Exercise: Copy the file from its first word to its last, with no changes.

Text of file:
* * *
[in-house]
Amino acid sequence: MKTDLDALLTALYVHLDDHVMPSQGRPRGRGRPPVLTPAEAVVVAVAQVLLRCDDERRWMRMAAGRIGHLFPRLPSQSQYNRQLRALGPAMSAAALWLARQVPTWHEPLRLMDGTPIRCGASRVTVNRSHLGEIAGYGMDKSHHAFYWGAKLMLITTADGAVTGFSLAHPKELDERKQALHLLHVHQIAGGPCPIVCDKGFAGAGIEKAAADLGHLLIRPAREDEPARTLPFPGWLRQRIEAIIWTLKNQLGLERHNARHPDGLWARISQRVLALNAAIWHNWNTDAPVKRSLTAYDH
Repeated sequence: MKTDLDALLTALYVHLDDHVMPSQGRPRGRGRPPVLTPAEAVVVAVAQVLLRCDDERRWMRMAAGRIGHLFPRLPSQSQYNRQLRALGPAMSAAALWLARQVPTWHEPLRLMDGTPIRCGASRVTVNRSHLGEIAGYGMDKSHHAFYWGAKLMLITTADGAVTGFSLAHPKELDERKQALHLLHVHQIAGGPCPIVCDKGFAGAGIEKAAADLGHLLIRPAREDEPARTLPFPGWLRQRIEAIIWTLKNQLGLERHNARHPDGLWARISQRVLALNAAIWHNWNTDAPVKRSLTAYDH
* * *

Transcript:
[in-house]
Amino acid sequence: MKTDLDALLTALYVHLDDHVMPSQGRPRGRGRPPVLTPAEAVVVAVAQVLLRCDDERRWMRMAAGRIGHLFPRLPSQSQYNRQLRALGPAMSAAALWLARQVPTWHEPLRLMDGTPIRCGASRVTVNRSHLGEIAGYGMDKSHHAFYWGAKLMLITTADGAVTGFSLAHPKELDERKQALHLLHVHQIAGGPCPIVCDKGFAGAGIEKAAADLGHLLIRPAREDEPARTLPFPGWLRQRIEAIIWTLKNQLGLERHNARHPDGLWARISQRVLALNAAIWHNWNTDAPVKRSLTAYDH
Repeated sequence: MKTDLDALLTALYVHLDDHVMPSQGRPRGRGRPPVLTPAEAVVVAVAQVLLRCDDERRWMRMAAGRIGHLFPRLPSQSQYNRQLRALGPAMSAAALWLARQVPTWHEPLRLMDGTPIRCGASRVTVNRSHLGEIAGYGMDKSHHAFYWGAKLMLITTADGAVTGFSLAHPKELDERKQALHLLHVHQIAGGPCPIVCDKGFAGAGIEKAAADLGHLLIRPAREDEPARTLPFPGWLRQRIEAIIWTLKNQLGLERHNARHPDGLWARISQRVLALNAAIWHNWNTDAPVKRSLTAYDH